With a fresh perspective and calm demeanor, Boudia seizes gold
LONDON -- Just 24 hours before he stood atop an Olympic podium, U.S. diver David Boudia was standing on a 10-meter platform, on the verge of seeing his dream disappear. A strong takeoff on his fourth dive, a reverse 3½ somersault tuck, caused him to rip into the water over-rotated, and the meager scores he received sucked him from eighth into 17th place. Two relatively average dives later, he finished the preliminary round ranked 18th, the absolute last diver to qualify for Saturday morning's semifinals.
"As much as I wouldn't want to admit it, and as much as I thought I was relaxed, I was really tense," Boudia admitted Saturday. "The results showed that."
But when the 23-year-old native of Noblesville, Ind., woke up Saturday morning, he opened his eyes with fresh perspective. "This is just a sport," he told himself. "It's temporary. The sun's going to come up tomorrow, and there's going to be more people who win medals and who train just as hard.... Just enjoy it, have a ball with it."
He woke up with peace, but he'll go to sleep with a place in Olympic history. In a dramatic final that saw three different leaders over six rounds, Boudia narrowly edged China's Qiu Bo and Great Britain's Tom Daley to become the first American men's platform diver to win gold since Greg Louganis in 1988.
"Going into this competition, it was all about perspective," Boudia said. "Knowing that God was totally in control, and having that peace... this competition was the most fun I've ever had."
The pressure was gone, and all he focused on was what he could control. So when Daley asked for -- and was granted -- a re-dive after being distracted by the flashing bulbs of cameras in the first round, Boudia, next up, remained unfazed. (If he wasn't before, the 18-year-old Daley, the hometown darling with his boyish good looks and camera-ready smile, will surely grow even more accustomed to the paparazzi now that he is a bronze medalist.) When Daley nailed his second try, and then continued to dive well right before him, Boudia stayed calm.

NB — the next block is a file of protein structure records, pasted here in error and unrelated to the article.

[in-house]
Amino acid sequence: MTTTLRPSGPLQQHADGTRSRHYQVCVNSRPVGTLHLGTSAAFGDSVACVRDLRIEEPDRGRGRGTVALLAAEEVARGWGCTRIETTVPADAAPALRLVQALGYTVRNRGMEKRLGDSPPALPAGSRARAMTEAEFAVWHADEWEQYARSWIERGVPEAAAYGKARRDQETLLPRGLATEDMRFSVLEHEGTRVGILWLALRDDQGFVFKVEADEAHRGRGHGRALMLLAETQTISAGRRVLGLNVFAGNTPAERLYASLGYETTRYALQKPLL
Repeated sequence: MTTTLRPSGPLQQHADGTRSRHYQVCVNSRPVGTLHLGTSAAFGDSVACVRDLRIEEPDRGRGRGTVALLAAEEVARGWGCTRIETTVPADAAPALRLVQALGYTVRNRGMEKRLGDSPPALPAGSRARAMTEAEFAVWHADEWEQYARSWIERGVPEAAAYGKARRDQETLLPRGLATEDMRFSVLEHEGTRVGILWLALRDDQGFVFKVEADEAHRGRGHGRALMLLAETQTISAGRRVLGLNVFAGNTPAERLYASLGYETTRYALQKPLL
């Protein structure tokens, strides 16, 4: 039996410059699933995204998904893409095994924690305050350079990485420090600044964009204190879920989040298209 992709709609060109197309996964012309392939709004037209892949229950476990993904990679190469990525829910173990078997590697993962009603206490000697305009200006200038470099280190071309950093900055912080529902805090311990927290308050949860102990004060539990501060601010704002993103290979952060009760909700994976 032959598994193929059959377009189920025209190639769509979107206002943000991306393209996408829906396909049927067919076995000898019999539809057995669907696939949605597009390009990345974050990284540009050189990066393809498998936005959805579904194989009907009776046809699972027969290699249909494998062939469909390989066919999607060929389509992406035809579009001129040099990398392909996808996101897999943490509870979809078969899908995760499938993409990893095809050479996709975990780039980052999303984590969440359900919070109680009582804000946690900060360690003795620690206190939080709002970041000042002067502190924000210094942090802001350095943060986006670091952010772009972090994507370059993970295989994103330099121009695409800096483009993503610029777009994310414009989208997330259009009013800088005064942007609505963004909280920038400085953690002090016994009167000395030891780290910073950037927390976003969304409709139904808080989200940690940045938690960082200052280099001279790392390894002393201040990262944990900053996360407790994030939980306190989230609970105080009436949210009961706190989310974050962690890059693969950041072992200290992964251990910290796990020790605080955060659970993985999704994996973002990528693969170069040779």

"I'm actually glad [Daley] went 91.80 points," Boudia said. "I totally fed off that.... I'm so glad that I went after him. I'm an adrenaline junkie, and having 18,000 people erupt in the stands, my heart was racing, and I was having so much fun up there."
Finally, Boudia was having fun on the very platform he once feared. Just 10 years ago, he says, he was petrified of the height, needed bribing to climb the ladder so high. He didn't even scale the 10-meter height until he was 13. "Of course, you have to be crazy to jump off a three-story building and dive at 35 miles per hour into a pool," he said Saturday. "Of course, an 11-year-old is going to be scared of that."
But his dream, ever since he watched the Atlanta Games in 1996, was to be an Olympian. He turned to an old gymnastics coach, who advised him to draw his dives on paper, visualize them over and over again. By the time he'd climb the platform, then, maybe the fear would be lessened. So he spent his days in school sketching his dives, every movement and every detail. "I probably wasn't supposed to be doing that in school," he says now, laughing. But eventually, it helped.
It helped him all the way to Beijing, where he finished 10th in 2008, but he left unsatisfied and thirsting for gold. Four years later, though, Boudia came to London a different diver; in fact, a different person, he said. "In 2008, there was so much chasing after the wrong things," Boudia said. "I was chasing after a medal so that I could get fame and money, so I could be famous. But it doesn't satisfy you.... My faith came into [play] the year after I got to Purdue. My faith is the most important thing in my entire life."
It granted him peace, as he dove in front a packed Aquatics Centre (which included David Beckham and his sons) Saturday night; and calm, when he had faced the prospect of losing it all before the real competition even began.
"Twenty-four hours ago, I barely made it into the semifinals," Boudia said, almost in disbelief. "Now, there's a gold medal around my neck.... It's surreal."